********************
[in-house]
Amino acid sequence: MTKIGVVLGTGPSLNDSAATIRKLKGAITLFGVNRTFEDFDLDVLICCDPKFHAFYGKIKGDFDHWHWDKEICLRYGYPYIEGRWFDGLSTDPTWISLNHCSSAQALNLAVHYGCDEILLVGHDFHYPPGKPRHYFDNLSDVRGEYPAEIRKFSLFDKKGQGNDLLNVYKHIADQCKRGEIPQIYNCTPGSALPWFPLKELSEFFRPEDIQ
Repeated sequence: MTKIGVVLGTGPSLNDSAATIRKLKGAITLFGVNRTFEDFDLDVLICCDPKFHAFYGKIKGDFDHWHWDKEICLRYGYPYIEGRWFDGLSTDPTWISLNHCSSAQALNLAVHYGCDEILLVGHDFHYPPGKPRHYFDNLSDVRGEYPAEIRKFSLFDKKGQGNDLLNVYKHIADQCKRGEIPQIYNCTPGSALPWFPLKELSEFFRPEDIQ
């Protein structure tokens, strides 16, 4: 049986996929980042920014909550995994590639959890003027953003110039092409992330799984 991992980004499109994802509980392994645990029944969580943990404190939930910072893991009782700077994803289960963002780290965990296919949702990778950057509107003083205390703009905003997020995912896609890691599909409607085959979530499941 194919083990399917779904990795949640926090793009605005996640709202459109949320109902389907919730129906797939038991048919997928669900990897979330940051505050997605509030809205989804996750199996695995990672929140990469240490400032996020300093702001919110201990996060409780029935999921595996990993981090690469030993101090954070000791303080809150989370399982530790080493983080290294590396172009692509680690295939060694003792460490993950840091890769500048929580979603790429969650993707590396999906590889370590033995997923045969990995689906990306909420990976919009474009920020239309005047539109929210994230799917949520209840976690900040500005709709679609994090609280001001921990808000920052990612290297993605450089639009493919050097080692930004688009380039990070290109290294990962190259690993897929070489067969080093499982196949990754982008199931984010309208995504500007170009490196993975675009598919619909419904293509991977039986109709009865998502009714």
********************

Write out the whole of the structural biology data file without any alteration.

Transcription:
[in-house]
Amino acid sequence: MTKIGVVLGTGPSLNDSAATIRKLKGAITLFGVNRTFEDFDLDVLICCDPKFHAFYGKIKGDFDHWHWDKEICLRYGYPYIEGRWFDGLSTDPTWISLNHCSSAQALNLAVHYGCDEILLVGHDFHYPPGKPRHYFDNLSDVRGEYPAEIRKFSLFDKKGQGNDLLNVYKHIADQCKRGEIPQIYNCTPGSALPWFPLKELSEFFRPEDIQ
Repeated sequence: MTKIGVVLGTGPSLNDSAATIRKLKGAITLFGVNRTFEDFDLDVLICCDPKFHAFYGKIKGDFDHWHWDKEICLRYGYPYIEGRWFDGLSTDPTWISLNHCSSAQALNLAVHYGCDEILLVGHDFHYPPGKPRHYFDNLSDVRGEYPAEIRKFSLFDKKGQGNDLLNVYKHIADQCKRGEIPQIYNCTPGSALPWFPLKELSEFFRPEDIQ
């Protein structure tokens, strides 16, 4: 049986996929980042920014909550995994590639959890003027953003110039092409992330799984 991992980004499109994802509980392994645990029944969580943990404190939930910072893991009782700077994803289960963002780290965990296919949702990778950057509107003083205390703009905003997020995912896609890691599909409607085959979530499941 194919083990399917779904990795949640926090793009605005996640709202459109949320109902389907919730129906797939038991048919997928669900990897979330940051505050997605509030809205989804996750199996695995990672929140990469240490400032996020300093702001919110201990996060409780029935999921595996990993981090690469030993101090954070000791303080809150989370399982530790080493983080290294590396172009692509680690295939060694003792460490993950840091890769500048929580979603790429969650993707590396999906590889370590033995997923045969990995689906990306909420990976919009474009920020239309005047539109929210994230799917949520209840976690900040500005709709679609994090609280001001921990808000920052990612290297993605450089639009493919050097080692930004688009380039990070290109290294990962190259690993897929070489067969080093499982196949990754982008199931984010309208995504500007170009490196993975675009598919619909419904293509991977039986109709009865998502009714």